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Agent-Based Models of Organizations

  • Myong-Hun Chang
  • Joseph E Harrington Jr

The agent-based approach views an organization as a collection of agents, interacting with one another in their pursuit of assigned tasks. The performance of an organization in this framework is determined by the formal and informal structures of interactions among agents, which define the lines of communication, allocation of information processing tasks, distribution of decision-making authorities, and the provision of incentives. This chapter provides a synthesis of various agent-based models of organizations and surveys some of the new insights that are being delivered. The ultimate goal is to introduce the agent-based approach to economists in a methodological manner and provide a broader and less idiosyncratic perspective to those who are already engaging in this line of work. The chapter is organized around the set of research questions that are common to this literature: (1) What are the determinants of organizational behavior and performance? (2) How does organizational structure influence performance? (3) How do the skills and traits of agents matter and how do they interact with structure? (4) How do the characteristics of the environment--including its stability, complexity, and competitiveness--influence the appropriate allocation of authority and information? (5) How is the behavior and performance influenced when an organization is coevolving with other organizations from which it can learn? (6) Can an organization evolve its way to a better structure?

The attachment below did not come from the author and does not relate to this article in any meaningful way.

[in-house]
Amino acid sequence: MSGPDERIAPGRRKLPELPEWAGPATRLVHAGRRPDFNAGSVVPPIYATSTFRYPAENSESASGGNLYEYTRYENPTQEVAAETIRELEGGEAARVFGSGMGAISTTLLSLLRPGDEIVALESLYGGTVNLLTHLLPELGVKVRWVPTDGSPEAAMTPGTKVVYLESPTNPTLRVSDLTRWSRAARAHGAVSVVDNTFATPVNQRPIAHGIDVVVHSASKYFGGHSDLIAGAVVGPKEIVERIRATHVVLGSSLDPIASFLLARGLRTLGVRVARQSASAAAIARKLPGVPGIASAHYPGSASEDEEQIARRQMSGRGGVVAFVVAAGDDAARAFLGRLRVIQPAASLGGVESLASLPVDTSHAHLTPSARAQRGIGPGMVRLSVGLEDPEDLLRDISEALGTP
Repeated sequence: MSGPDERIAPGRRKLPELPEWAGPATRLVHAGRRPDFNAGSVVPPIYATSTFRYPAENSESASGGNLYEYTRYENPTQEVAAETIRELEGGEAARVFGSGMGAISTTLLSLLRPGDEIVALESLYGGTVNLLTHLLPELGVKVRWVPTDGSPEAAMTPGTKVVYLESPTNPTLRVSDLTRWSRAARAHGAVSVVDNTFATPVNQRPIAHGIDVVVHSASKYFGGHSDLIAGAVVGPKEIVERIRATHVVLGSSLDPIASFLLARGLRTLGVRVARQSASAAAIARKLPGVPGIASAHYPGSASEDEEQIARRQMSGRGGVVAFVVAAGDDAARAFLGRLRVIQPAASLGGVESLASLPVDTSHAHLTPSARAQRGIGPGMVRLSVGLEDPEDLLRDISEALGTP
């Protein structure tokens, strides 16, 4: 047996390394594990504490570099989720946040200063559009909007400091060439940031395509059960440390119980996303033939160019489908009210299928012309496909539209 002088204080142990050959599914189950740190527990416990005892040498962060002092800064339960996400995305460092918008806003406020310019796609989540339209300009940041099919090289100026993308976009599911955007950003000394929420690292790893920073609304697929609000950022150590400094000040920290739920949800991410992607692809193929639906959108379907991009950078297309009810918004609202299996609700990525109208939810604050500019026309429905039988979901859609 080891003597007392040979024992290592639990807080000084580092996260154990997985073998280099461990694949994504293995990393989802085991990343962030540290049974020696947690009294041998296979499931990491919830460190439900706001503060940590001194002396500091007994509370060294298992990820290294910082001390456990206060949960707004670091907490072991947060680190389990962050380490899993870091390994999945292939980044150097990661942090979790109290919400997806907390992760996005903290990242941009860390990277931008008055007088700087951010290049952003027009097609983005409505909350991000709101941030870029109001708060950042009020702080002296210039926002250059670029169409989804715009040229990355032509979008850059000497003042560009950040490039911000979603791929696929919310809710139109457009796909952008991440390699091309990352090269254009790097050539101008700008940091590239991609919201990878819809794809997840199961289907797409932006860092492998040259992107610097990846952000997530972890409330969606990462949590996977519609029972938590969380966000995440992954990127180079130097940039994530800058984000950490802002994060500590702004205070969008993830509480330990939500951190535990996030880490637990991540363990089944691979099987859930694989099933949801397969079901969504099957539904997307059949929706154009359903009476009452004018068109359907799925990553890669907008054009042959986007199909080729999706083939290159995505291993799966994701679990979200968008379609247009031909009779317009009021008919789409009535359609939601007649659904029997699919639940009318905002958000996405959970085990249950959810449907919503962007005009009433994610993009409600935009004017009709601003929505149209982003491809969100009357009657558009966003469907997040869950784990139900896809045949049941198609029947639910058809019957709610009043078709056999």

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Paper provided by The Johns Hopkins University,Department of Economics in its series Economics Working Paper Archive with number 515.